from Blinded by the Sight by S.L. Smith
We have with us today Lt. Peter Culnane with the St. Paul Police Department. Lt. Culnane, please tell us about yourself.
Most people call me Pete … or a number of other names that don’t bear repeating. I’m a lieutenant on the St. Paul Police Department. Incidentally, in St. Paul we’re called investigators, not detectives. I’ve been with the St. Paul PD for nine years.
Pete, tell us about this case. What made it so special?
This case was special right out of the chute. The murdered man was believed to be homeless, but he was wearing a ring with a huge diamond. That made no sense. The body was reported by two young boys who disappeared a short time later. Attempting to determine the reason for their disappearance and whether they were safe became another priority. The lack of cooperation from some members of the victim’s family made
parts of the investigation difficult and revealed they were a splintered and secretive group. When all was said and done, I was amazed by the ways an attempt to help someone can go awry, ruining many lives.
Did anything make this case hard to solve?
Two words sum it up: loyalties and fear. The victim’s family was torn by conflicting
loyalties. Those loyalties were long-standing and divisive. In addition, poor communication meant family members were afraid of implicating each other and themselves. Fear also dictated the actions of others critical to solving the case. This fear wore many faces: the rejection of one’s cohort, the retribution of a parent or an employer, and betrayal to name just a few. Interestingly enough, each time fear was a factor, loyalty was always a part of that equation.
Did anyone outside of the police department help you solve this case?
The two boys who reported the body and a homeless man were key. Although I’m not in a position to discuss the boys, gaining the trust and cooperation of the homeless man was essential. Also, out of necessity, I solicited the cooperation of another police department. The cop with whom I worked was a real team player.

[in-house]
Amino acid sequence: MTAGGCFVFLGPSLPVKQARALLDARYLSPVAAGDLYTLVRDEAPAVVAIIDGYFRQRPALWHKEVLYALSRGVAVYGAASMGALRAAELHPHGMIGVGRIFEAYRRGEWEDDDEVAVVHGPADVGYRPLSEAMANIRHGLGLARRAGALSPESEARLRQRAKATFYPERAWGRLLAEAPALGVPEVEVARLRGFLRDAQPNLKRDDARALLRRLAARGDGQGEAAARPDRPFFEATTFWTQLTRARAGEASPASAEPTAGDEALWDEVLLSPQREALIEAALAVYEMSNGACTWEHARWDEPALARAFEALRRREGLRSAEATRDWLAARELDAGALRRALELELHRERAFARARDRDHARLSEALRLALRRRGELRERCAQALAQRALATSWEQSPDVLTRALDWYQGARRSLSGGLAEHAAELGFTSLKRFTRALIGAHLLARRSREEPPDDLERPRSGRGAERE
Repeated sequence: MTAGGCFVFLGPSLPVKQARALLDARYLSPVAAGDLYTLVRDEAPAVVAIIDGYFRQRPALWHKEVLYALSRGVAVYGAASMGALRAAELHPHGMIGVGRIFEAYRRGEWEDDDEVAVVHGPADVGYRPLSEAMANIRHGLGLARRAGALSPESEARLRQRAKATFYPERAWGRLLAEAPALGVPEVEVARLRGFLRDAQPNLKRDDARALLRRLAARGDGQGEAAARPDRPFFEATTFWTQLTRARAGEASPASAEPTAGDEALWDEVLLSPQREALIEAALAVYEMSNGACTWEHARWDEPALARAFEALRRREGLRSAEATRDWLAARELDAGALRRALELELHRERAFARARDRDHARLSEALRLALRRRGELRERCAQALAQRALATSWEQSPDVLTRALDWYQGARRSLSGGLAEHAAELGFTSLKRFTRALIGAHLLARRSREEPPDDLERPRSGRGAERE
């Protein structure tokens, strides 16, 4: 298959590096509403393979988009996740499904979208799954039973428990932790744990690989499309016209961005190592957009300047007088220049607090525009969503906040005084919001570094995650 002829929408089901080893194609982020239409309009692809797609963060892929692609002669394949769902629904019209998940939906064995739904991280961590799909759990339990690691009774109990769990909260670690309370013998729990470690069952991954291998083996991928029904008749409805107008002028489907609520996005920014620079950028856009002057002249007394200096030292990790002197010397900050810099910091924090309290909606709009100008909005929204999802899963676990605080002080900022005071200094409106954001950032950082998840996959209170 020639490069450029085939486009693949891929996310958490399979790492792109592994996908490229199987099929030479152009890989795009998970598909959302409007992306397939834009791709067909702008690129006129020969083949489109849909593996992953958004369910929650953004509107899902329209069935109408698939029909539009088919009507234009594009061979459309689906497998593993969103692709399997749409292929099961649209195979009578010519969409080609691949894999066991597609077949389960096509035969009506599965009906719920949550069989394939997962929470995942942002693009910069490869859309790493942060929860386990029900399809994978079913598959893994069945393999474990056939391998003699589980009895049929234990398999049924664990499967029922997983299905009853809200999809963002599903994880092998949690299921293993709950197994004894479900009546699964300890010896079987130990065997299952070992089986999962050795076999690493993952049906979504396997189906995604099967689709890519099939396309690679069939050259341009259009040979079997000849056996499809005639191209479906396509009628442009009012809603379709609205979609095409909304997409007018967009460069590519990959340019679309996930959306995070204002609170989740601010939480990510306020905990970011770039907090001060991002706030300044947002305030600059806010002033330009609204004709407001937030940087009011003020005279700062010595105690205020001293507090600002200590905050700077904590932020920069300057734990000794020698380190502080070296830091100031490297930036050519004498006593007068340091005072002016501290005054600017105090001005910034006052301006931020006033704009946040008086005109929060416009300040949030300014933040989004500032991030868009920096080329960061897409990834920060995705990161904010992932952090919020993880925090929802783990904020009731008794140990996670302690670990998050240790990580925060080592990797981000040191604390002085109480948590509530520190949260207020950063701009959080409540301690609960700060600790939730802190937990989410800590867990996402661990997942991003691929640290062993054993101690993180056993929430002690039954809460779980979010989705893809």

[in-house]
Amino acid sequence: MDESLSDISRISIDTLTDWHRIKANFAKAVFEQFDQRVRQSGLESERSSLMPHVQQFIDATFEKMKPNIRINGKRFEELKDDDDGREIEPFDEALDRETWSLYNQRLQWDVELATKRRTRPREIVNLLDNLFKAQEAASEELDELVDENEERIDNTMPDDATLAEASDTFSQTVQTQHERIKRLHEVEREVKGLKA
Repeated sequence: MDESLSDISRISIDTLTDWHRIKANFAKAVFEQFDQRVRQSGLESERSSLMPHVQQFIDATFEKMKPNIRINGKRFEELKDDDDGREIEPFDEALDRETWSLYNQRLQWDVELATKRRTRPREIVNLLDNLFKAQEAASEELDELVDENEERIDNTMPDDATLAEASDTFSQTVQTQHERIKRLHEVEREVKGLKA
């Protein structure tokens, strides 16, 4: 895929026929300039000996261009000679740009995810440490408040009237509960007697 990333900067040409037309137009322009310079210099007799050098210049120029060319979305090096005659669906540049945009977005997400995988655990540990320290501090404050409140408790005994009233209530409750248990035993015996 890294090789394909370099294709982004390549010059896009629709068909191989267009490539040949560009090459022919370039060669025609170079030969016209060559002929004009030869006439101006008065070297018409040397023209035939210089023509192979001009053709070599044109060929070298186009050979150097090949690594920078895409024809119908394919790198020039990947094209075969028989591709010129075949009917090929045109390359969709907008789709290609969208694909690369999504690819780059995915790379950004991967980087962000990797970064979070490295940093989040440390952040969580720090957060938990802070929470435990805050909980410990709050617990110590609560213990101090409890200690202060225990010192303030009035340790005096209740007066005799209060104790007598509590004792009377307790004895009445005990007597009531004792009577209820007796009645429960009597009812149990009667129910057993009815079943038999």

Has this case affected your personal life in any way?
During this investigation, I gained a glimpse into and appreciation for both the plight of the homeless and the absurdity of the stereotypes attributed to this group. It’s now impossible for me, as a regular citizen, to ignore a request for help from one of these people. I’m enough of a realist to know that the money doesn’t always go for the stated purpose. Whenever possible, I provide for the stated need in lieu of cash.
We all assume things, and we often act on those assumptions. This case provided an excellent example of the tragedy that can result. Several people acted on assumptions they either failed to verify or were afraid to verify. They went off half-cocked and made
tragic mistakes—and the tragedy touched many lives. What a waste! I wish I knew of a way to get people to think more and react less. Yes, that includes me.
The last thing is more difficult to share. Since my wife’s death, I’ve avoided the opposite sex by hiding behind my job. Having run into a former acquaintance during this investigation, I feel like I’m ready to pick up and carry on. And I love kids, want some of my own, but I want to do it the traditional way. My job makes my hours irregular and unpredictable, so I think it’s even more important for someone like me to ensure the stability of a traditional life foe my future.
Pete, we wish you well with future investigations. I'm glad that you are ready to move forward in your personal life.
S. L. (Sharon) Smith was born in St. Cloud and moved to the Twin Cities after graduating from St. Catherine’s University in St. Paul. For Blinded by the Sight, S. L. drew upon her education in psychology, a career with vast amounts of law enforcement interaction, and her thrill for the investigative hunt. She is a member of the National Writers Union and Sisters in Crime (an organization that supports mystery writers). Blinded by the Sight was released on September 1, 2011 and is available at many St. Paul and Minneapolis bookstores. For more information visit her website www.slsmithbooks.com or email her at firstname.lastname@example.org.